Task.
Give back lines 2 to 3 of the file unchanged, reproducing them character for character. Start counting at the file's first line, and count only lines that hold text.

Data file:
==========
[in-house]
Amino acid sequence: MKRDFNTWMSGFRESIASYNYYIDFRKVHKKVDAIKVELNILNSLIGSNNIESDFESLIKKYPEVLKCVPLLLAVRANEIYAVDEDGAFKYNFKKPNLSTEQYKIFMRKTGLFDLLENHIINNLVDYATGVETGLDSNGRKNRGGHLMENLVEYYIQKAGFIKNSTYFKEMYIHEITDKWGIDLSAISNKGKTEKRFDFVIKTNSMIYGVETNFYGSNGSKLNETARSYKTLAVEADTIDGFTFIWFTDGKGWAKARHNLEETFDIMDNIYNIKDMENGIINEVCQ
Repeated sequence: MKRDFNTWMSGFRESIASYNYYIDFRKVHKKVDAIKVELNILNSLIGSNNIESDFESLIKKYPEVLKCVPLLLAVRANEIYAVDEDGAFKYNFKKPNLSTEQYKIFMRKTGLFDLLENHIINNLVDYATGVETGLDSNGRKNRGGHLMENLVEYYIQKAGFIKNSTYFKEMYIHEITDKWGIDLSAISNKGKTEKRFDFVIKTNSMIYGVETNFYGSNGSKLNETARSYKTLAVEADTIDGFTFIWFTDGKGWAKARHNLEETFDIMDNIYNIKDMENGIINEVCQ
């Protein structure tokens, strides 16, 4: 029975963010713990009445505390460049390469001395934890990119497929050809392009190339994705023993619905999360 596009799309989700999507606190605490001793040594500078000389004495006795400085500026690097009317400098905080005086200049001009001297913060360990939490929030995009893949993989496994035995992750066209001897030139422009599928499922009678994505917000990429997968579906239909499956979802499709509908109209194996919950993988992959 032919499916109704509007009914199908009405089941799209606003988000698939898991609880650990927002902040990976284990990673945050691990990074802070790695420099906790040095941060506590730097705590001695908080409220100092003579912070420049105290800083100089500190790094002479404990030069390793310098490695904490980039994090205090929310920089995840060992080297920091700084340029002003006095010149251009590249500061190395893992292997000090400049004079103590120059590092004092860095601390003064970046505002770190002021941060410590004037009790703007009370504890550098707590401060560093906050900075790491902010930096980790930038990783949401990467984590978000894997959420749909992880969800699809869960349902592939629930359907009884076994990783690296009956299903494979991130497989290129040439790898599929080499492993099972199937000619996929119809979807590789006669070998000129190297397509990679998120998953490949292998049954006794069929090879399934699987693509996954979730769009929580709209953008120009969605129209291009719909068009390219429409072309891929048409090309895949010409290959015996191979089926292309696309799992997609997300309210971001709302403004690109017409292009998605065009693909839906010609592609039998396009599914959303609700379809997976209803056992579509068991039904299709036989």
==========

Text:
Amino acid sequence: MKRDFNTWMSGFRESIASYNYYIDFRKVHKKVDAIKVELNILNSLIGSNNIESDFESLIKKYPEVLKCVPLLLAVRANEIYAVDEDGAFKYNFKKPNLSTEQYKIFMRKTGLFDLLENHIINNLVDYATGVETGLDSNGRKNRGGHLMENLVEYYIQKAGFIKNSTYFKEMYIHEITDKWGIDLSAISNKGKTEKRFDFVIKTNSMIYGVETNFYGSNGSKLNETARSYKTLAVEADTIDGFTFIWFTDGKGWAKARHNLEETFDIMDNIYNIKDMENGIINEVCQ
Repeated sequence: MKRDFNTWMSGFRESIASYNYYIDFRKVHKKVDAIKVELNILNSLIGSNNIESDFESLIKKYPEVLKCVPLLLAVRANEIYAVDEDGAFKYNFKKPNLSTEQYKIFMRKTGLFDLLENHIINNLVDYATGVETGLDSNGRKNRGGHLMENLVEYYIQKAGFIKNSTYFKEMYIHEITDKWGIDLSAISNKGKTEKRFDFVIKTNSMIYGVETNFYGSNGSKLNETARSYKTLAVEADTIDGFTFIWFTDGKGWAKARHNLEETFDIMDNIYNIKDMENGIINEVCQ